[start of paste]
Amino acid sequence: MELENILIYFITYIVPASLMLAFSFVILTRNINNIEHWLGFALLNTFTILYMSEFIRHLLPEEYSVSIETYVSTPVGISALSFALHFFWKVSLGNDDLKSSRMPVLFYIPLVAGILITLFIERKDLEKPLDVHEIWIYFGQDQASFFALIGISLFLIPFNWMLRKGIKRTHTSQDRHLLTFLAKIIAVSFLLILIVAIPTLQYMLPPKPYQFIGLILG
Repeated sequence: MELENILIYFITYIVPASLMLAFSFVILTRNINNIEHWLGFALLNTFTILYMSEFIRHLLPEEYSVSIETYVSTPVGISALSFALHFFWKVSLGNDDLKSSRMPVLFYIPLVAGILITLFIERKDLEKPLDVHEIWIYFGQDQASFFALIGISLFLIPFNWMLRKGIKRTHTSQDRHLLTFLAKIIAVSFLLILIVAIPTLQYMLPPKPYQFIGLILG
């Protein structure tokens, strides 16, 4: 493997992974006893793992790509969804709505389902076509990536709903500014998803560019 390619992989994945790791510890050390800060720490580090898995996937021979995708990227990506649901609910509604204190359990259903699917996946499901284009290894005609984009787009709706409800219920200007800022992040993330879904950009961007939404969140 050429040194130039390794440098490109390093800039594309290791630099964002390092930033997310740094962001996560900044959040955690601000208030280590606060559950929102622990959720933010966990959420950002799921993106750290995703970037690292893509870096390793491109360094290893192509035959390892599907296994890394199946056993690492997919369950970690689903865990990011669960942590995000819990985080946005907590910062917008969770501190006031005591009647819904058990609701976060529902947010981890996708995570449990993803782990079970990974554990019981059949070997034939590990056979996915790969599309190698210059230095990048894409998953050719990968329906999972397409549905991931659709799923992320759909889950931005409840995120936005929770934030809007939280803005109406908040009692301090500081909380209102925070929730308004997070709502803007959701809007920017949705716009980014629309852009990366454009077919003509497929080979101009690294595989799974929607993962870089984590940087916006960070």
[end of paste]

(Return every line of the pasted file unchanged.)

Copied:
Amino acid sequence: MELENILIYFITYIVPASLMLAFSFVILTRNINNIEHWLGFALLNTFTILYMSEFIRHLLPEEYSVSIETYVSTPVGISALSFALHFFWKVSLGNDDLKSSRMPVLFYIPLVAGILITLFIERKDLEKPLDVHEIWIYFGQDQASFFALIGISLFLIPFNWMLRKGIKRTHTSQDRHLLTFLAKIIAVSFLLILIVAIPTLQYMLPPKPYQFIGLILG
Repeated sequence: MELENILIYFITYIVPASLMLAFSFVILTRNINNIEHWLGFALLNTFTILYMSEFIRHLLPEEYSVSIETYVSTPVGISALSFALHFFWKVSLGNDDLKSSRMPVLFYIPLVAGILITLFIERKDLEKPLDVHEIWIYFGQDQASFFALIGISLFLIPFNWMLRKGIKRTHTSQDRHLLTFLAKIIAVSFLLILIVAIPTLQYMLPPKPYQFIGLILG
């Protein structure tokens, strides 16, 4: 493997992974006893793992790509969804709505389902076509990536709903500014998803560019 390619992989994945790791510890050390800060720490580090898995996937021979995708990227990506649901609910509604204190359990259903699917996946499901284009290894005609984009787009709706409800219920200007800022992040993330879904950009961007939404969140 050429040194130039390794440098490109390093800039594309290791630099964002390092930033997310740094962001996560900044959040955690601000208030280590606060559950929102622990959720933010966990959420950002799921993106750290995703970037690292893509870096390793491109360094290893192509035959390892599907296994890394199946056993690492997919369950970690689903865990990011669960942590995000819990985080946005907590910062917008969770501190006031005591009647819904058990609701976060529902947010981890996708995570449990993803782990079970990974554990019981059949070997034939590990056979996915790969599309190698210059230095990048894409998953050719990968329906999972397409549905991931659709799923992320759909889950931005409840995120936005929770934030809007939280803005109406908040009692301090500081909380209102925070929730308004997070709502803007959701809007920017949705716009980014629309852009990366454009077919003509497929080979101009690294595989799974929607993962870089984590940087916006960070």